I struggled a lot with this post. One of my blogger friends said I have lots of things to say (and really!) and she told me to say them well. Well, I tried my best with this one and this is what happens when I’m writing while having a panic attack:
This post is written for the 1000 Voices Speak for Compassion movement, I stumbled across a while ago. Lots of you may know that my initial goal with blogging would be reagining and developing my real self. This is a hard and long journey of mine, but I have to tell I feel very enthusiastic about it.
Compassion has always been one of my strongest traits. Or empathy, the two of them are equal to me. And not only these two, but also acceptance and support, loving a person for who they really are. These all fall into the category of compassion in my dictionary.
Ever since I was little I could feel sadness and sorrow for anyone, starting from a homeless person, through the sadness in the eyes of a little child and even towards a movie character. I had a strong desire to help anyone I could, while I forgot about the one person I should’ve taken better care for. It took me years to realise that while I am able to support lots of people in my life, I was completely incapable of being compassionate towards my very own self. I took all of the pain I had for granted just like breathing and seemingly, I accepted it as a solid part of my soul. Seemingly.
For so many years, I got told a lot that I’m weak, far too fragile and sensitive, and also that besides these, I don’t have any other problem so I shouldn’t say a word. Without noticing, I began to take over this attitude but only until I got the diagnosis of my panic disorder and I decided to start therapy in order to put an end to it. I remember, my very first ‘homework’ given by my psychologist, was to look in the mirror, examine myself deeply and say this right into my face;
‘My family and friends love me, God loves me, and even I love You, Adrienn.’
When I looked into the mirror I saw a face completely emotionless and fearfully strange to me. I thought to myself, I don’t know who this person is, and besides, who does this person thinks she is to say anything like this? I was supposed to repeat this single line a few times every day in front of the mirror. Yet at first I couldn’t even finish the sentence, I burst out into tears. For the time of the blink of an eye I managed to notice something really painful hiding in the depths of those dim and dark brown eyes, something that reached my heart. I saw the little girl living with her mom and sister after leaving an abusive and alcoholic father. I saw the little girl who was only 4 years old when said to her to let her father take more money to go back to the pub instead of having her mother hurt. I think that was the first time, I realised how sad, desperate and how broken I was. I cried because I pitied myself, as if I was looking at somebody else. I cried like a little child, like that little child who went through the hardships I tried so hard for years to forget. But it doesn’t work like that. I had to learn that these became the part of me and accept what others rejected, because I rejected it too. It was me who was unable to accept myself, so naturally, how could others do it for me? I also had to look at my naked body which was as horrible as looking at only my face.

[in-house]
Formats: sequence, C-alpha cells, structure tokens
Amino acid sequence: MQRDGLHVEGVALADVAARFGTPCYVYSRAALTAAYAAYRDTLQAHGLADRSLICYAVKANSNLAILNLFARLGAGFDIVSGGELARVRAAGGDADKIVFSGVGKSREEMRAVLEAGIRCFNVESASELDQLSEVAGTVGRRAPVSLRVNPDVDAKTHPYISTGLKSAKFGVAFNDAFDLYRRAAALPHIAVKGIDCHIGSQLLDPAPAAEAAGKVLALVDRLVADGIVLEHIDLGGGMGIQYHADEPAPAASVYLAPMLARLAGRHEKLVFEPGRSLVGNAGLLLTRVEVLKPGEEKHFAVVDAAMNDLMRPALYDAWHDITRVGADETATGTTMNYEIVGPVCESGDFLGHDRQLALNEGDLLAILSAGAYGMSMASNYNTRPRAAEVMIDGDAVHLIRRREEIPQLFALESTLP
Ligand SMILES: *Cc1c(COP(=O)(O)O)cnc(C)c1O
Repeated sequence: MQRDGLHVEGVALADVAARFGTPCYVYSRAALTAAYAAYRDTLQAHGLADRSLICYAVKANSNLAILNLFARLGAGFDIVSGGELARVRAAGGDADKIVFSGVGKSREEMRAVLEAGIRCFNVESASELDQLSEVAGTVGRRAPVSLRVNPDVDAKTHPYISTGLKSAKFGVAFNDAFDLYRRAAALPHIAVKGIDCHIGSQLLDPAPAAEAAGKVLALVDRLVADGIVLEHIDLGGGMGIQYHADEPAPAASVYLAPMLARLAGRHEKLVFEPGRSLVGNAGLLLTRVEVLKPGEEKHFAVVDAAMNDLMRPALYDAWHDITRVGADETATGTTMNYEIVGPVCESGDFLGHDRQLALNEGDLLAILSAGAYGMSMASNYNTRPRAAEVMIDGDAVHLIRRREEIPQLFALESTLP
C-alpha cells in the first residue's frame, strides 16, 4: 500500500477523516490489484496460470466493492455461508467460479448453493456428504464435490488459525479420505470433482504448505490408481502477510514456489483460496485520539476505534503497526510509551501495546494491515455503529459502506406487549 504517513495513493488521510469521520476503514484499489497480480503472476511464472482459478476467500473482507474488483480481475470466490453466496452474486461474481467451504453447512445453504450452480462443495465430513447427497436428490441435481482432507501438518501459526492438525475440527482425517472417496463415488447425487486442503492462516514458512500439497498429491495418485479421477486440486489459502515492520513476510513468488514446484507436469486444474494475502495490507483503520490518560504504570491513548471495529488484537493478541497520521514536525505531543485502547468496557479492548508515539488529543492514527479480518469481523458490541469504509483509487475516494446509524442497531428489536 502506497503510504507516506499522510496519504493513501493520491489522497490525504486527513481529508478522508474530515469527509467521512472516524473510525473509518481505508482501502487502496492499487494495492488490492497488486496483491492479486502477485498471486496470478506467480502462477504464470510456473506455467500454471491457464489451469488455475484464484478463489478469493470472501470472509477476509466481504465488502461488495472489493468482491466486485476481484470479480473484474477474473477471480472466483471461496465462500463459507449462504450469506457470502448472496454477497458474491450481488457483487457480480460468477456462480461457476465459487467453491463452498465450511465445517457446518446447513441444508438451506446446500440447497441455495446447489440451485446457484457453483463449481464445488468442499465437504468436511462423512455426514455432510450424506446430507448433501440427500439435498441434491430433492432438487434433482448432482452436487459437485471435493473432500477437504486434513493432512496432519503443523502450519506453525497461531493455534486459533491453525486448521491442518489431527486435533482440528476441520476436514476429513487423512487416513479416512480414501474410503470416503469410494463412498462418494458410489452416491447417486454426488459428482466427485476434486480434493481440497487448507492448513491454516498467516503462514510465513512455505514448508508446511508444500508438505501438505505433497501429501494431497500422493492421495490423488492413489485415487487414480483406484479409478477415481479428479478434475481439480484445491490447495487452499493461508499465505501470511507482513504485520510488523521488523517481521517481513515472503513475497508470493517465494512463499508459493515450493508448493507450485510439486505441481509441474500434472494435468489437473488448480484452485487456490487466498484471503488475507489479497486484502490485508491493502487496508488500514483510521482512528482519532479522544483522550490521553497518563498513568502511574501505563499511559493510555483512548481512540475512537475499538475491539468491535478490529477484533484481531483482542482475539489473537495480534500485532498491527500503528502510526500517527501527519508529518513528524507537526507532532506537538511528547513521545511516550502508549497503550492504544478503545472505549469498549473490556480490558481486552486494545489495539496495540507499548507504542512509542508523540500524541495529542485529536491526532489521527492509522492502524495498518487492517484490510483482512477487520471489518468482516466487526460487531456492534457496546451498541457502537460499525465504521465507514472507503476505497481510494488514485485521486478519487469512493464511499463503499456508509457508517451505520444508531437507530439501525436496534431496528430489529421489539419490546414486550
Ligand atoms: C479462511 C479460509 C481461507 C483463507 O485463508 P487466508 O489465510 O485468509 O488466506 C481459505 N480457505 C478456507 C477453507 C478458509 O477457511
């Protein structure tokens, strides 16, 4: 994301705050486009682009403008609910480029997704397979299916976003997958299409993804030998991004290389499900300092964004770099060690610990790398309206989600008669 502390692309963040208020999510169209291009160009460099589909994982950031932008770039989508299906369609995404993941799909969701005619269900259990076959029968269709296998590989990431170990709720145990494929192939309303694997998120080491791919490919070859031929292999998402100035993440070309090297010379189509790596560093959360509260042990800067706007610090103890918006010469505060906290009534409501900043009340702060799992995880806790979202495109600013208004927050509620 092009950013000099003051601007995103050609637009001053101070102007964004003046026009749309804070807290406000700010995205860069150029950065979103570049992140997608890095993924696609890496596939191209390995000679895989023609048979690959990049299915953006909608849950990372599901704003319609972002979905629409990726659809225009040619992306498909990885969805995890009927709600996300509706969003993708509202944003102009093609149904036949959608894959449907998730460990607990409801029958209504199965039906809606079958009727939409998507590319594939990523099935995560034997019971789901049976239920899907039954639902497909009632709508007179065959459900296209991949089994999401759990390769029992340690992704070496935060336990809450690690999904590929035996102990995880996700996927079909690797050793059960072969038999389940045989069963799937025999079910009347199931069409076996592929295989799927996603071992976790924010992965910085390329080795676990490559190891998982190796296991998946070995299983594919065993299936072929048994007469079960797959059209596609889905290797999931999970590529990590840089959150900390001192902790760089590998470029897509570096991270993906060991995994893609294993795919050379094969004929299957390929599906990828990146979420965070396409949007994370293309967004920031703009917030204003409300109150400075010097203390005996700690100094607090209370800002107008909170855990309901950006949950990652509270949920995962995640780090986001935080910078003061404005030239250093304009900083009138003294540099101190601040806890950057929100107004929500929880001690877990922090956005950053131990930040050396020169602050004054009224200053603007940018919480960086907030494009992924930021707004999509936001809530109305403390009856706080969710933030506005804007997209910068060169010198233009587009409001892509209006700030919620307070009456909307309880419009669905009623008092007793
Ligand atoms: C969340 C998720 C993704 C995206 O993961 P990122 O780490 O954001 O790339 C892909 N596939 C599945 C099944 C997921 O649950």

And yet, despite I often felt no empathy towards myself, especially considering my mental illness, I never forgot how important being compassionate and supportive towards the struggling is. Or towards anybody. Probably it was because I longed for these feelings so much. Also, I couldn’t understand what those people were thinking or feeling when they told me those rude words. I still can’t. We all have problems and weaknesses but that’s fine, it is the part of learning and development as humans. Also, we all are unique and different. For example I went to university to another city so I had to go there and back by bus that took two hours of my live every single day. I hated it but didn’t have any other choice so I accepted it. It exhausted me like hell, as I usually had to get up at 5 am and got home at 8 or 9 pm. Once I told this a friend of mine, who shrudded and told me he did this for years. Yeah, for him it wasn’t a big thing, but to me it was too tiring and I couldn’t focus on my studies properly. When I told him that okay, then that’s him, and I am me he didn’t reply. Yeah… Maybe commuting was easy on him and hard for me but I wondered, would he be able to live with panic disorder for years? I never asked him but as far as I am concerned, it’s sure like hell that I would choose years of commuting instead of years of suffering on my own.
As for acceptance, sadly, it is a very rare thing to accept people for who they really are. We all tend to either look upon them, we make celebrities and stars out of them, thinking that ‘Oh, they are so unique and such rebels! How cool!’ Or the on the other side, we belittle those children who are a bit different from the ‘normal’ saying that ‘Oh! (s)he’s such a freak and so weird.’ Or am I wrong?
True, I rarely felt being supported or loved, yet I am willing to give others what I didn’t get. I do believe that there are people who think like me, and WordPress became a place not only precious to me but also the one that proved that wonders do happen. 🙂